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Android Apps Carrying Windows Malware Yanked From Google Play

Google recently removed 145 applications from Google Play after they were found to carry malicious Windows executables inside, Palo Alto Networks reveals.

Google recently removed 145 applications from Google Play after they were found to carry malicious Windows executables inside, Palo Alto Networks reveals.

Most of the infected applications, Palo Alto’s researchers say, were uploaded to the application store between October and November 2017 and remained there for over half a year. Google removed all of them after being alerted on the issue.

While not representing a threat to the Android users who downloaded and installed them, the malicious code within these APKs is proof of the dangers posed by supply chain attacks: the software developers built these applications on compromised Windows systems.

Some of the infected Android applications had over 1000 downloads and 4-star ratings before being removed from Google Play.

The security researchers discovered that some of the infected APKs contained multiple malicious PE files at different locations, with different names. However, two malicious files were found embedded in most applications.

One of the files was present in 142 APKs, while the second had infected 21 APKs. The security firm also found 15 apps with both PE files inside, as well as some APKs with a number of other malicious PE files inside.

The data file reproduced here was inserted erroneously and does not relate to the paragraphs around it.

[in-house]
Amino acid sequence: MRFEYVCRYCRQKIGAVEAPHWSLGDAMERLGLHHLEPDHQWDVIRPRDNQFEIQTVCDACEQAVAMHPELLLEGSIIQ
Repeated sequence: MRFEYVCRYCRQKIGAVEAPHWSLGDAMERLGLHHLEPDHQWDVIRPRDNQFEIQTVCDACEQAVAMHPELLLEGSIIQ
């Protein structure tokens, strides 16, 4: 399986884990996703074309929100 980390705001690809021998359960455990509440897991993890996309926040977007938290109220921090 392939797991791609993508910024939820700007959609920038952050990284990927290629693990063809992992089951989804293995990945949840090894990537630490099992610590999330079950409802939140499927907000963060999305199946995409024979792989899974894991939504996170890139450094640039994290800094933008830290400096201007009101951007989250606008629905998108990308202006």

The researchers also note that one malicious PE file that infected most of the Android apps was a keylogger. The malicious program attempted to log keystrokes, including sensitive information like credit card numbers, social security numbers and passwords.

To appear legitimate, these files use fake names, including Android.exe, my music.exe, COPY_DOKKEP.exe, js.exe, gallery.exe, images.exe, msn.exe and css.exe.

When executed on Windows systems, the malicious PE files would create executable and hidden files in Windows system folders, including copies of themselves, would change Windows registry to auto-start after system restart, would attempt to sleep for long periods of time, and also showed suspicious network connection activities to IP address via port 8829.

“Interestingly, we saw a mixture of infected and non-infected apps from the same developers. We believe the reason might be that developers used different development env
ironment for different apps,” Palo Alto Networks says.

The malicious PE files cannot directly run on Android devices, but, if the APK is unpacked on a Windows machine and malicious code executed, the system becomes infected. As Palo Alto Networks points out, the situation could become much worse if the developers are infected with malicious files that can run on Android.

“The development environment is a critical part of the software development life cycle. We should always try to secure it first. Otherwise other security countermeasures could just be attempts in vain,” the security firm concludes.

 Related: Apps Containing Malicious IFrames Found on Google Play

Written By

Ionut Arghire is an international correspondent for SecurityWeek.

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